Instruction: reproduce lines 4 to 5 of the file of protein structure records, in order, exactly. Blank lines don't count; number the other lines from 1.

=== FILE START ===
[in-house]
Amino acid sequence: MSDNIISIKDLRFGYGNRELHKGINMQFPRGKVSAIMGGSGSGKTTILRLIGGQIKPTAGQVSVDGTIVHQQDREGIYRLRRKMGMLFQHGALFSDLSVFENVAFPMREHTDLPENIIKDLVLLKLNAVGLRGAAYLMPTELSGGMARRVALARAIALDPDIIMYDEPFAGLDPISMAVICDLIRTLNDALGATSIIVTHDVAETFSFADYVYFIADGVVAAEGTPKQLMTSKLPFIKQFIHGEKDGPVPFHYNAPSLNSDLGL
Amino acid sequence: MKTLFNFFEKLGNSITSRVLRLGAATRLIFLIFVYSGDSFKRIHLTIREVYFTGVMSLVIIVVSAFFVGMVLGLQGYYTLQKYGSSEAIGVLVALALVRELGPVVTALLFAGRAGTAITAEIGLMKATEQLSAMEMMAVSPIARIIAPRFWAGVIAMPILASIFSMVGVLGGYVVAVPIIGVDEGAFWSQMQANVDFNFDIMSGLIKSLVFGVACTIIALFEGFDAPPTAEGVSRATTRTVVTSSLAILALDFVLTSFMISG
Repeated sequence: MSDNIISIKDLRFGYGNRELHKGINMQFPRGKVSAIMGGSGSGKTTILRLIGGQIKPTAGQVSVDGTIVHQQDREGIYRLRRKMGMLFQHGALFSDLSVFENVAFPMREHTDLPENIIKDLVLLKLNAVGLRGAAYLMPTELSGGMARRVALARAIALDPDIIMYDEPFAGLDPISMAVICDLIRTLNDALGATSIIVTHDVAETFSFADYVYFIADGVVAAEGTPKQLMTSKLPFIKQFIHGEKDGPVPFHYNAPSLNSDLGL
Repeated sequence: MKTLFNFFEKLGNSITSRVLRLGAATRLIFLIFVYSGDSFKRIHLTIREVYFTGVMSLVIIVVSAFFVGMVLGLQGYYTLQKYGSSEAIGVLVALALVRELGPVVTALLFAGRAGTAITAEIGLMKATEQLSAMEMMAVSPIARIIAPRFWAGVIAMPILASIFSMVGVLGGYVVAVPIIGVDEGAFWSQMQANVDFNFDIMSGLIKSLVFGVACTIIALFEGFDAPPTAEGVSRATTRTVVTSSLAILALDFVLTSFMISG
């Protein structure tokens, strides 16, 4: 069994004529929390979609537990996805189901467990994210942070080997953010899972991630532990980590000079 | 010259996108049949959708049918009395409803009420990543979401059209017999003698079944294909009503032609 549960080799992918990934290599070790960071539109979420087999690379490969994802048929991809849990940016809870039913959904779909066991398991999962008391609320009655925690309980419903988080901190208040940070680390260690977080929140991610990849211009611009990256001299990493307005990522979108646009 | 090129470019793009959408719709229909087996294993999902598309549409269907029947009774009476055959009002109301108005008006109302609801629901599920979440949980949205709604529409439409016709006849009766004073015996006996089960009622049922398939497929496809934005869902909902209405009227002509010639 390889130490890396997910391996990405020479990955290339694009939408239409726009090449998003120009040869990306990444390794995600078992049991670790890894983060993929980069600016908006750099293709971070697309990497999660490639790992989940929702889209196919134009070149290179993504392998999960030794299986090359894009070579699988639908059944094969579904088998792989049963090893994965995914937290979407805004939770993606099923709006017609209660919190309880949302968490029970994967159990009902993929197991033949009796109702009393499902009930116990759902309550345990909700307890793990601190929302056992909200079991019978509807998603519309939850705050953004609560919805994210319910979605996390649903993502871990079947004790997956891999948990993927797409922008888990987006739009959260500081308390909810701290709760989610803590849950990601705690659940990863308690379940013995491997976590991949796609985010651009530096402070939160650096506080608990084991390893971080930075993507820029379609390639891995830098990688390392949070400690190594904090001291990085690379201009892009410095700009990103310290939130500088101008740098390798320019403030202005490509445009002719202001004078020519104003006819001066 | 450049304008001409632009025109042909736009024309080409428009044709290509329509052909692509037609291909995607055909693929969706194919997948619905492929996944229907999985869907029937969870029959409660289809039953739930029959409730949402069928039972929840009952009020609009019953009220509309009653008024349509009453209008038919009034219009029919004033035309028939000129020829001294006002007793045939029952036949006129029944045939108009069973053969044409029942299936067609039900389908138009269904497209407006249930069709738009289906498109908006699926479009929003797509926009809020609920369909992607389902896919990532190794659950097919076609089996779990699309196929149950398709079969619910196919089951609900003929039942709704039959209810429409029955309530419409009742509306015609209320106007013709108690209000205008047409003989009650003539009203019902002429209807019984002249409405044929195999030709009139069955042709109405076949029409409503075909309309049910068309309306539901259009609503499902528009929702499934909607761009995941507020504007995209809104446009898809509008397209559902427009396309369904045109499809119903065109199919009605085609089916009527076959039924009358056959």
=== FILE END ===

Repeated sequence: MSDNIISIKDLRFGYGNRELHKGINMQFPRGKVSAIMGGSGSGKTTILRLIGGQIKPTAGQVSVDGTIVHQQDREGIYRLRRKMGMLFQHGALFSDLSVFENVAFPMREHTDLPENIIKDLVLLKLNAVGLRGAAYLMPTELSGGMARRVALARAIALDPDIIMYDEPFAGLDPISMAVICDLIRTLNDALGATSIIVTHDVAETFSFADYVYFIADGVVAAEGTPKQLMTSKLPFIKQFIHGEKDGPVPFHYNAPSLNSDLGL
Repeated sequence: MKTLFNFFEKLGNSITSRVLRLGAATRLIFLIFVYSGDSFKRIHLTIREVYFTGVMSLVIIVVSAFFVGMVLGLQGYYTLQKYGSSEAIGVLVALALVRELGPVVTALLFAGRAGTAITAEIGLMKATEQLSAMEMMAVSPIARIIAPRFWAGVIAMPILASIFSMVGVLGGYVVAVPIIGVDEGAFWSQMQANVDFNFDIMSGLIKSLVFGVACTIIALFEGFDAPPTAEGVSRATTRTVVTSSLAILALDFVLTSFMISG